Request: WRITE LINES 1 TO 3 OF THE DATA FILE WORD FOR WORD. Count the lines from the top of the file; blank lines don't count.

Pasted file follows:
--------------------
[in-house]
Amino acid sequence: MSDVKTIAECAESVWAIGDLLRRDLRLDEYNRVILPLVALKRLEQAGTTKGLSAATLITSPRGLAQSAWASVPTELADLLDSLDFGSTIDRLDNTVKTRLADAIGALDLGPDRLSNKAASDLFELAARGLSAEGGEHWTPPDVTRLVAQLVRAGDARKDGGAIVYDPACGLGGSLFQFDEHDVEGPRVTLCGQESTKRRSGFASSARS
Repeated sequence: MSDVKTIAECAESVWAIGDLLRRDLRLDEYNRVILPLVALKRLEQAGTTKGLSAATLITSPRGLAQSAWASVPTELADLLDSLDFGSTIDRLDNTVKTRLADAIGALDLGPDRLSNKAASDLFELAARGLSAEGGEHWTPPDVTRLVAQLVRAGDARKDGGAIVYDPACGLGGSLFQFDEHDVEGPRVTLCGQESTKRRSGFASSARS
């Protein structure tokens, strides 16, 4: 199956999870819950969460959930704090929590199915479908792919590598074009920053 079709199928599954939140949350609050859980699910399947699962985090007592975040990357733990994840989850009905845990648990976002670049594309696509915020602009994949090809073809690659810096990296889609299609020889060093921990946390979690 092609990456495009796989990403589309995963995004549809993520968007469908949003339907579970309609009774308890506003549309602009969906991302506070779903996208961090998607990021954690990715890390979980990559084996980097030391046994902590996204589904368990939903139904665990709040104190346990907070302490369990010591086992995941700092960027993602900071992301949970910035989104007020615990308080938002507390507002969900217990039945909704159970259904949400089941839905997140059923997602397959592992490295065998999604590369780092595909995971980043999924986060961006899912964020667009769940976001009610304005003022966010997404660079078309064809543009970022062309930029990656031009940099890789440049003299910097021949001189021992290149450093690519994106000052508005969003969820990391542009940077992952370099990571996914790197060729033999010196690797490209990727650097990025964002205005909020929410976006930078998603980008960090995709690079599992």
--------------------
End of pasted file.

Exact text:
[in-house]
Amino acid sequence: MSDVKTIAECAESVWAIGDLLRRDLRLDEYNRVILPLVALKRLEQAGTTKGLSAATLITSPRGLAQSAWASVPTELADLLDSLDFGSTIDRLDNTVKTRLADAIGALDLGPDRLSNKAASDLFELAARGLSAEGGEHWTPPDVTRLVAQLVRAGDARKDGGAIVYDPACGLGGSLFQFDEHDVEGPRVTLCGQESTKRRSGFASSARS
Repeated sequence: MSDVKTIAECAESVWAIGDLLRRDLRLDEYNRVILPLVALKRLEQAGTTKGLSAATLITSPRGLAQSAWASVPTELADLLDSLDFGSTIDRLDNTVKTRLADAIGALDLGPDRLSNKAASDLFELAARGLSAEGGEHWTPPDVTRLVAQLVRAGDARKDGGAIVYDPACGLGGSLFQFDEHDVEGPRVTLCGQESTKRRSGFASSARS